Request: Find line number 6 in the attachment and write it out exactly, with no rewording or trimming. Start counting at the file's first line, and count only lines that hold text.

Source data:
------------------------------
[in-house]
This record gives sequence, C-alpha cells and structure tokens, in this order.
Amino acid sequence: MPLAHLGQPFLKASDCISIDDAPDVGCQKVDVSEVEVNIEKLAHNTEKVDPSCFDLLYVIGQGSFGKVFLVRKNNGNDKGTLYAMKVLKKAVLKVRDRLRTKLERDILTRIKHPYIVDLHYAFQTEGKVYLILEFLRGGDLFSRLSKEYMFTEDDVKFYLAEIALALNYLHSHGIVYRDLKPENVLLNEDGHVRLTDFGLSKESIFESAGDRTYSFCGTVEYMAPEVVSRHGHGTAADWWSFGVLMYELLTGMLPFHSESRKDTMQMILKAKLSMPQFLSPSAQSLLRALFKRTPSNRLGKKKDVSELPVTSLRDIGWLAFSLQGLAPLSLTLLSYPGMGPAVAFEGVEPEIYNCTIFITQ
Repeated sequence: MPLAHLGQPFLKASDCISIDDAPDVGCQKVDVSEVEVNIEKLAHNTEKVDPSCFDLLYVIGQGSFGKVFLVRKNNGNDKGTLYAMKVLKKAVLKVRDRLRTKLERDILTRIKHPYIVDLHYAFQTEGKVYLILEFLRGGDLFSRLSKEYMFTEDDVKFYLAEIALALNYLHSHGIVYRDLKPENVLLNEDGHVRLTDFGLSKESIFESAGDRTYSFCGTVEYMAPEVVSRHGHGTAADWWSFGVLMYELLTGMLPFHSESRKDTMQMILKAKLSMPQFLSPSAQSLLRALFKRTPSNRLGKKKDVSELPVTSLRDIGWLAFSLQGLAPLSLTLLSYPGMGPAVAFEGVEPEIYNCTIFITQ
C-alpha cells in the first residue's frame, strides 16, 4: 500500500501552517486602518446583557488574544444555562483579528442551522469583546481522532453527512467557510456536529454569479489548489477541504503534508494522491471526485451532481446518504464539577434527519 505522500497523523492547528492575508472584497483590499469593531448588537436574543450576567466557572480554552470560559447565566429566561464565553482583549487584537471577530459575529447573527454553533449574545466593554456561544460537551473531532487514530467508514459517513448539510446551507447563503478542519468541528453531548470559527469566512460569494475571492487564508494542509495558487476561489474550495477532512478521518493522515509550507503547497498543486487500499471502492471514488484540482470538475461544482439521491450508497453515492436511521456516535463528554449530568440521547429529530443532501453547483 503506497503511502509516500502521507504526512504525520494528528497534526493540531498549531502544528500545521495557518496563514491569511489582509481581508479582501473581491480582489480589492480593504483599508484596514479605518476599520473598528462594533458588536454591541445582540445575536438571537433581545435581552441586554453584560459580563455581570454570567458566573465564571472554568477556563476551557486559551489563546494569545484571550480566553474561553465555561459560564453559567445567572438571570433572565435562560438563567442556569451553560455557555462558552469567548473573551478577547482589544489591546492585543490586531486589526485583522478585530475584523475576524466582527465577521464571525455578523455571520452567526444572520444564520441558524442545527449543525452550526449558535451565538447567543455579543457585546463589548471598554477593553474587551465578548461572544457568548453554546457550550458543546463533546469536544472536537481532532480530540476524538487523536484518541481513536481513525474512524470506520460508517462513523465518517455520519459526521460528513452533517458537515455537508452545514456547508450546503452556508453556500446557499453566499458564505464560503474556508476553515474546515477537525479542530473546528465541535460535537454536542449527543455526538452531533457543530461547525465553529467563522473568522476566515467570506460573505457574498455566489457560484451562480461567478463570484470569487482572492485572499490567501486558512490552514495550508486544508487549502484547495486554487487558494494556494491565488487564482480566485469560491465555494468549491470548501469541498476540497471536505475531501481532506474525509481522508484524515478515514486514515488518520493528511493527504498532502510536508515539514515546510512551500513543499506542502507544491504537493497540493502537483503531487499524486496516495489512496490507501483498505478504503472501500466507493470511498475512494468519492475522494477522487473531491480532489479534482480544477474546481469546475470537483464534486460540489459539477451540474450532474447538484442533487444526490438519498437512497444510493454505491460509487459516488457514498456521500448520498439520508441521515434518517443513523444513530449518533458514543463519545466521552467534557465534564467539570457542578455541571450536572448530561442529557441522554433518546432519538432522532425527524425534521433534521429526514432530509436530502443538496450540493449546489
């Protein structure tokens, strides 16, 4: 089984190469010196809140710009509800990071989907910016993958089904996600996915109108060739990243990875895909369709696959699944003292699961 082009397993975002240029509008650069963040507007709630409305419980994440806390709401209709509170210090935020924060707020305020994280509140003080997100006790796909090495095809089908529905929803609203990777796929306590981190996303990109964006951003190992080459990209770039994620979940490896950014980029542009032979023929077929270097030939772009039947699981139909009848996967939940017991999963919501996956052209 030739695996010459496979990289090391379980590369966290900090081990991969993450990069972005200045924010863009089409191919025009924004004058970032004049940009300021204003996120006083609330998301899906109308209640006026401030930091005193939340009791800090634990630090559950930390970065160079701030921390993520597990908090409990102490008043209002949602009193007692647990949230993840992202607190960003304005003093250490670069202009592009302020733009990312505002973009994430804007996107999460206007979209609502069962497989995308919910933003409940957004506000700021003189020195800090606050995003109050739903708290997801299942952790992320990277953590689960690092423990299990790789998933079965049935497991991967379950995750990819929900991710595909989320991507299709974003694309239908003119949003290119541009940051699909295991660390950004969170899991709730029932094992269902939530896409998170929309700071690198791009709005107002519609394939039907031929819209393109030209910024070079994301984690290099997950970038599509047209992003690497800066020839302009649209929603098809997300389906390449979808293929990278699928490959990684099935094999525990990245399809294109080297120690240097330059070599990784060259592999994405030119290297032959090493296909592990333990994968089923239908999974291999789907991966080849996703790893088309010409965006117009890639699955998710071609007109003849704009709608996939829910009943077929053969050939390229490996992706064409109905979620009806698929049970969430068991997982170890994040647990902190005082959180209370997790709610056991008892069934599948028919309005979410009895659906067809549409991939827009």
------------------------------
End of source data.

């Protein structure tokens, strides 16, 4: 089984190469010196809140710009509800990071989907910016993958089904996600996915109108060739990243990875895909369709696959699944003292699961 082009397993975002240029509008650069963040507007709630409305419980994440806390709401209709509170210090935020924060707020305020994280509140003080997100006790796909090495095809089908529905929803609203990777796929306590981190996303990109964006951003190992080459990209770039994620979940490896950014980029542009032979023929077929270097030939772009039947699981139909009848996967939940017991999963919501996956052209 030739695996010459496979990289090391379980590369966290900090081990991969993450990069972005200045924010863009089409191919025009924004004058970032004049940009300021204003996120006083609330998301899906109308209640006026401030930091005193939340009791800090634990630090559950930390970065160079701030921390993520597990908090409990102490008043209002949602009193007692647990949230993840992202607190960003304005003093250490670069202009592009302020733009990312505002973009994430804007996107999460206007979209609502069962497989995308919910933003409940957004506000700021003189020195800090606050995003109050739903708290997801299942952790992320990277953590689960690092423990299990790789998933079965049935497991991967379950995750990819929900991710595909989320991507299709974003694309239908003119949003290119541009940051699909295991660390950004969170899991709730029932094992269902939530896409998170929309700071690198791009709005107002519609394939039907031929819209393109030209910024070079994301984690290099997950970038599509047209992003690497800066020839302009649209929603098809997300389906390449979808293929990278699928490959990684099935094999525990990245399809294109080297120690240097330059070599990784060259592999994405030119290297032959090493296909592990333990994968089923239908999974291999789907991966080849996703790893088309010409965006117009890639699955998710071609007109003849704009709608996939829910009943077929053969050939390229490996992706064409109905979620009806698929049970969430068991997982170890994040647990902190005082959180209370997790709610056991008892069934599948028919309005979410009895659906067809549409991939827009």